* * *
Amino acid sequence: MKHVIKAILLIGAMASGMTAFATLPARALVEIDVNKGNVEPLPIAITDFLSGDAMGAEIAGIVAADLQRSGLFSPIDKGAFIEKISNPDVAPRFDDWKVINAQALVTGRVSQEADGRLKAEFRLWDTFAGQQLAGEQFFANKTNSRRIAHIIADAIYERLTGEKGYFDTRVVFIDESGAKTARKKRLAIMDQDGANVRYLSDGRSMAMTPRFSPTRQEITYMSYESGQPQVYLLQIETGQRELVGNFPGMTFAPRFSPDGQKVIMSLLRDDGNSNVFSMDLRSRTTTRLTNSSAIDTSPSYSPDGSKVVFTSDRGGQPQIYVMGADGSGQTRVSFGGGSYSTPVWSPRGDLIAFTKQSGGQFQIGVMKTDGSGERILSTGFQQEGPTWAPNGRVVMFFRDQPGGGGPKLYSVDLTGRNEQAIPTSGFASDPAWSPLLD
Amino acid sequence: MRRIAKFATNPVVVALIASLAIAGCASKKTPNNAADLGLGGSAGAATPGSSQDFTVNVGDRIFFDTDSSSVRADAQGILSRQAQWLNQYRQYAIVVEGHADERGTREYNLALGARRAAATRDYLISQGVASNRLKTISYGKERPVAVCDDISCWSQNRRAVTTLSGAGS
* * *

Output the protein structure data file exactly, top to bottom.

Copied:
Amino acid sequence: MKHVIKAILLIGAMASGMTAFATLPARALVEIDVNKGNVEPLPIAITDFLSGDAMGAEIAGIVAADLQRSGLFSPIDKGAFIEKISNPDVAPRFDDWKVINAQALVTGRVSQEADGRLKAEFRLWDTFAGQQLAGEQFFANKTNSRRIAHIIADAIYERLTGEKGYFDTRVVFIDESGAKTARKKRLAIMDQDGANVRYLSDGRSMAMTPRFSPTRQEITYMSYESGQPQVYLLQIETGQRELVGNFPGMTFAPRFSPDGQKVIMSLLRDDGNSNVFSMDLRSRTTTRLTNSSAIDTSPSYSPDGSKVVFTSDRGGQPQIYVMGADGSGQTRVSFGGGSYSTPVWSPRGDLIAFTKQSGGQFQIGVMKTDGSGERILSTGFQQEGPTWAPNGRVVMFFRDQPGGGGPKLYSVDLTGRNEQAIPTSGFASDPAWSPLLD
Amino acid sequence: MRRIAKFATNPVVVALIASLAIAGCASKKTPNNAADLGLGGSAGAATPGSSQDFTVNVGDRIFFDTDSSSVRADAQGILSRQAQWLNQYRQYAIVVEGHADERGTREYNLALGARRAAATRDYLISQGVASNRLKTISYGKERPVAVCDDISCWSQNRRAVTTLSGAGS